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|Title:||The Experience of Parenthood, Family Phase, and Ego Development in Adults|
|Author(s):||Nelson, Jo Ann Neville|
|Department / Program:||Education|
|Degree Granting Institution:||University of Illinois at Urbana-Champaign|
|Abstract:||The purpose of this study was an exploration of parents' self reported ideas on the contribution of parenthood to their own development as adults. It was hypothesized that the nature and frequency of ideas expressed by parents in response to questions on their parenthood experience would be influenced by the phase of the family, sex of parent, and level of ego development among parents.
Methods. Family phase was defined in terms of the age of the oldest child. There were three phases represented by parents of preschool, middle school, and post high school children. There were ten pairs of parents in each group for a total of 30 mothers and 30 fathers from intact middle-class homes.
Procedures. (1) An open-ended interview assessed parents' self-reports of their changed perspectives on themselves and their children, their expectations for their children prior to childrearing, similarities and dissimilarities to their own parents, and perceived changes in the self. Interview data were analyzed using a thematic content analysis that identified and quantified the many ideas or themes expressed. These varied, and included parental investment, insight, self-awareness, self-conflicts and concerns for family roles, socio-cultural change, sex, religion, and the power of forces outside the family. Themes that clustered around a central idea were combined to create five composite categories: Growth, Personal Values, Generativity, Time and Energy, and Self-Concerns. The total number of scorable response themes for each subject were summed to produce a fluence score. (2) Loevinger's Sentence Completion Test was used as a measure of ego development, which is described by Loevinger as "the master trait" that influences a person's conceptualization of interpersonal relationships and of oneself. Levels include I-3/4 or Conscientious-Conformist; I-4 or Conscientious; I-4/5 or Individual; and I-5 or Autonomous.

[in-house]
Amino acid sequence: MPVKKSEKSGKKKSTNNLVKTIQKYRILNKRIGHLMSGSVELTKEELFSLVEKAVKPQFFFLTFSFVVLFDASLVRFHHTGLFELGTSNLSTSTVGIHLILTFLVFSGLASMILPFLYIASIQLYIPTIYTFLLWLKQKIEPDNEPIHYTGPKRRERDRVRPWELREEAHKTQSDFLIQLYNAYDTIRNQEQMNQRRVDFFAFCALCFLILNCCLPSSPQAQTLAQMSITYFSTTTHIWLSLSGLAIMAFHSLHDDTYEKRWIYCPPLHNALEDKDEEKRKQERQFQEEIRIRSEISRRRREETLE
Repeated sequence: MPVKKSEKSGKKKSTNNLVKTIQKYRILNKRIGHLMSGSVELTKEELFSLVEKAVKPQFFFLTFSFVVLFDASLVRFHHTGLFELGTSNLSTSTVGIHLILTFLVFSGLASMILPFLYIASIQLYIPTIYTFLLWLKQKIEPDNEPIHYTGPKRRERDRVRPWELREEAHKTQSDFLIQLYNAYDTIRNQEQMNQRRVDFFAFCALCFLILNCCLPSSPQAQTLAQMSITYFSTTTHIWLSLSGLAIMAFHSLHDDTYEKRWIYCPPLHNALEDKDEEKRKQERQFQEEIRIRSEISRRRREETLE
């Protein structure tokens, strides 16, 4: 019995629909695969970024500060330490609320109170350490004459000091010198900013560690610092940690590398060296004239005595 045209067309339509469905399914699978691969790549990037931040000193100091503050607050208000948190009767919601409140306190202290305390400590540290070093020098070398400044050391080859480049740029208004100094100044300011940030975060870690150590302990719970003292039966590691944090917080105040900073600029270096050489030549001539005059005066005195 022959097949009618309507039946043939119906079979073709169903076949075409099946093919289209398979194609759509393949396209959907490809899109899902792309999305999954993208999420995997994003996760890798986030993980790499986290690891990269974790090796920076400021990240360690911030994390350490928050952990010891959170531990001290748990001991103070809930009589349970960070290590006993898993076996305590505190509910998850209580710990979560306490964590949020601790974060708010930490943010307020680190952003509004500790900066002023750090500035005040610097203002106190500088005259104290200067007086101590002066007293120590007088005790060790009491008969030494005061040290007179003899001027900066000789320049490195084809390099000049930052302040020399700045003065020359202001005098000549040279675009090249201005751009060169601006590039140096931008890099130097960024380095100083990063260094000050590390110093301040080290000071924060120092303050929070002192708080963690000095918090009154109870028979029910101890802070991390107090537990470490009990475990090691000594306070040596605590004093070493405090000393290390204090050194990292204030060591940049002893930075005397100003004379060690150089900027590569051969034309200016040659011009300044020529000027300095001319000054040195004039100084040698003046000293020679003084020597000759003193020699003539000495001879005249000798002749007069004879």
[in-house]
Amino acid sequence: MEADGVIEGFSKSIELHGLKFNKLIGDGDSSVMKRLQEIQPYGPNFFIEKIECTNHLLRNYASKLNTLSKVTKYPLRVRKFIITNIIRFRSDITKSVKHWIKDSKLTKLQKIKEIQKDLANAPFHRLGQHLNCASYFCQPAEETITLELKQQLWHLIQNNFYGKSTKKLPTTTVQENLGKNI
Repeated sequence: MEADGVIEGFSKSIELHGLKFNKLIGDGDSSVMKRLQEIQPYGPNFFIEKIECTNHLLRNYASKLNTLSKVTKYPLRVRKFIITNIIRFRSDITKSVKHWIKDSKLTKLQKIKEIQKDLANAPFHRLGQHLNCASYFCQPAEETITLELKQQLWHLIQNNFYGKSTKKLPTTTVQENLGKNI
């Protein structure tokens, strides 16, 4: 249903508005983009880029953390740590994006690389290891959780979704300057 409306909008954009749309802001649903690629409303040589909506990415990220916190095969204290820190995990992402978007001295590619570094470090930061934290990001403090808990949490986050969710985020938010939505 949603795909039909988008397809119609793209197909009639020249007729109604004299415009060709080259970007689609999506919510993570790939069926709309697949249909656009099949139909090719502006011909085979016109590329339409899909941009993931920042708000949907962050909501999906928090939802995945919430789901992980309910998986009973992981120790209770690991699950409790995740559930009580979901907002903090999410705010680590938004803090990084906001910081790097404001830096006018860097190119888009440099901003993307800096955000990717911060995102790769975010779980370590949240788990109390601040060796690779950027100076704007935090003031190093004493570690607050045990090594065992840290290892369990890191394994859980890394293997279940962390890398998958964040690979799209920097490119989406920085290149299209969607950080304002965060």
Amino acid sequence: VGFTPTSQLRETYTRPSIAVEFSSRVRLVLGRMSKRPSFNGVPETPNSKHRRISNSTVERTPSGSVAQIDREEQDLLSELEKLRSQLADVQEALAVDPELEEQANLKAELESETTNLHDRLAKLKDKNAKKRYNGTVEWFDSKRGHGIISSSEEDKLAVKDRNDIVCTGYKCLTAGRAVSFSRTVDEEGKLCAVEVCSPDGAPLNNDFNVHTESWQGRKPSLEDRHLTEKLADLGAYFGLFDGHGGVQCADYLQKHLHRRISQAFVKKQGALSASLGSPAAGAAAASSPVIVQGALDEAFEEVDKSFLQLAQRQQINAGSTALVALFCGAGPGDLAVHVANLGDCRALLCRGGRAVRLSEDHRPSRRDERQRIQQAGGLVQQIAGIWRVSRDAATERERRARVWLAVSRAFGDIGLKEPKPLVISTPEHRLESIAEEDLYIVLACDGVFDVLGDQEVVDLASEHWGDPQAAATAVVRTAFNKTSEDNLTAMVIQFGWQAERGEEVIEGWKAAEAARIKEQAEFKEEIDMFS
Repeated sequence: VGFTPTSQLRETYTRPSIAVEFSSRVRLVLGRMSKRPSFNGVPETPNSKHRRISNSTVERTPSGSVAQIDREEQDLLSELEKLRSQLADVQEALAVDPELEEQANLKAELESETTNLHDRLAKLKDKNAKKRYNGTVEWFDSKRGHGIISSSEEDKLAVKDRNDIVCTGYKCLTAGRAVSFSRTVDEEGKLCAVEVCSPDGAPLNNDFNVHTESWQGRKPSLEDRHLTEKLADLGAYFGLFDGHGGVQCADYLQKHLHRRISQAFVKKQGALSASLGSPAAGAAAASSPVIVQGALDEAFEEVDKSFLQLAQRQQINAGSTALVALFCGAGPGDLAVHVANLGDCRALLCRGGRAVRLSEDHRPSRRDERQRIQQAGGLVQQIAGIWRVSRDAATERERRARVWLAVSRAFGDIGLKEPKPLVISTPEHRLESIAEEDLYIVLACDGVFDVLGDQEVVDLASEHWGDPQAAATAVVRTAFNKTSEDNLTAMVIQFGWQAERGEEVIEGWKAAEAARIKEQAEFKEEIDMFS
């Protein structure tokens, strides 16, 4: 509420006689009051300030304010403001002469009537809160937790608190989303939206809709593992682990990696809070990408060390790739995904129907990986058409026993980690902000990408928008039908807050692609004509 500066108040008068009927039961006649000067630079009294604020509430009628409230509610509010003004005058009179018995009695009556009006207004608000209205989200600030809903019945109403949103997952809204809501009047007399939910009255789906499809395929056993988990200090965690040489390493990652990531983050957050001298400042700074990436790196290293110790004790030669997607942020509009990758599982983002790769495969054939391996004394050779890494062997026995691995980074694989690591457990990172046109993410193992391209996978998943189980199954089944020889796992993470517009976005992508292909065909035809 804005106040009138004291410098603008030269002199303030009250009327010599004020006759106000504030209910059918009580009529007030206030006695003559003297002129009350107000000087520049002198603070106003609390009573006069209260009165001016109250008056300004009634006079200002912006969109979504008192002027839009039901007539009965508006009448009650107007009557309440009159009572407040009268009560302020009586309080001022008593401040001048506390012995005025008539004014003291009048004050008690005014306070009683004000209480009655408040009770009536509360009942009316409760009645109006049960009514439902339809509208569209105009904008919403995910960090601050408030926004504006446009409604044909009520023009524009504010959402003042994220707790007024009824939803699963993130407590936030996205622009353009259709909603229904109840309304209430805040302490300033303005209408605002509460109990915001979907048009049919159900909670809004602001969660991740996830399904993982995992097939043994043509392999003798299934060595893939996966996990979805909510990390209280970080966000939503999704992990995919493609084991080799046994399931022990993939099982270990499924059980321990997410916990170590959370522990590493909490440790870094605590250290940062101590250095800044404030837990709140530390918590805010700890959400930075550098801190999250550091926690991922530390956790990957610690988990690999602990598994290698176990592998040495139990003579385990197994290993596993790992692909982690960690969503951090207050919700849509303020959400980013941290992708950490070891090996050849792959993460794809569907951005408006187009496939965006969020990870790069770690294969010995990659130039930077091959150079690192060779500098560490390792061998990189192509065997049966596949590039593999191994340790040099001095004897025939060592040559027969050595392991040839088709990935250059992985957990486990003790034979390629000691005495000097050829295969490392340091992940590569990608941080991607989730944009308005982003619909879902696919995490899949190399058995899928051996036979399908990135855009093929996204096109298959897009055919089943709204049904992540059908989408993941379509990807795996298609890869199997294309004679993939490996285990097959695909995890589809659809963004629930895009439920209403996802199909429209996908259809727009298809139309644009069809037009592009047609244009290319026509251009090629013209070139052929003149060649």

Results. Frequency of levels of ego development for the 60 subjects were I-3/4 = 15; I-4 = 29; I-4/5 = 12; I-5 = 4. There were no sex differences and no significant relationship between age of parent, family group, and ego level. Ego level was significantly correlated with fluency.
Analysis of variance indicated that level of ego development was significantly related to themes of Valuing Interpersonal Relationships, Self-Awareness, Parental Investment, and Affect, and to composite categories of Growth and Personal Values. Significant Pearson correlations between ego level and parental expressions of Insight, Internal Qualities of the Child, Maturity, Trust, Questioning, and Economic Concerns were obtained. Ego level was negatively correlated with themes of Power of Outside Forces, Reason, Achievement, and concerns regarding Sex. When multiple regression was computed separately for males and females, females showed a closer relationship between ego level and scores of Growth and Personal Values. Fisher's Z-transformation of r showed a marginally significant sex difference in the relationship of ego level and Growth. Parents of younger children reported significantly more concerns for Energy and Endurance and expressions of Trust. Women expressed significantly more themes of Self-Awareness, Realism, and Trust, and the composite category of Growth.
Conclusions. This study has shown that parenthood contributes to parents' reports of personal growth and serves as a focus for personal, interpersonal, and social values. Family phase was significantly related to the kinds of conflicts experienced. Level of ego development and sex of parent had significant influence upon the nature and frequency of parents' ideas. Both ego level and sex appear to mediate the subjective experience of parenthood. Further research is suggested in the relationship between ego level and other variables in a sample representing a broader socioeconomic range.
Thesis (Ph.D.)--University of Illinois at Urbana-Champaign, 1980.
|Date Available in IDEALS:||2014-12-12|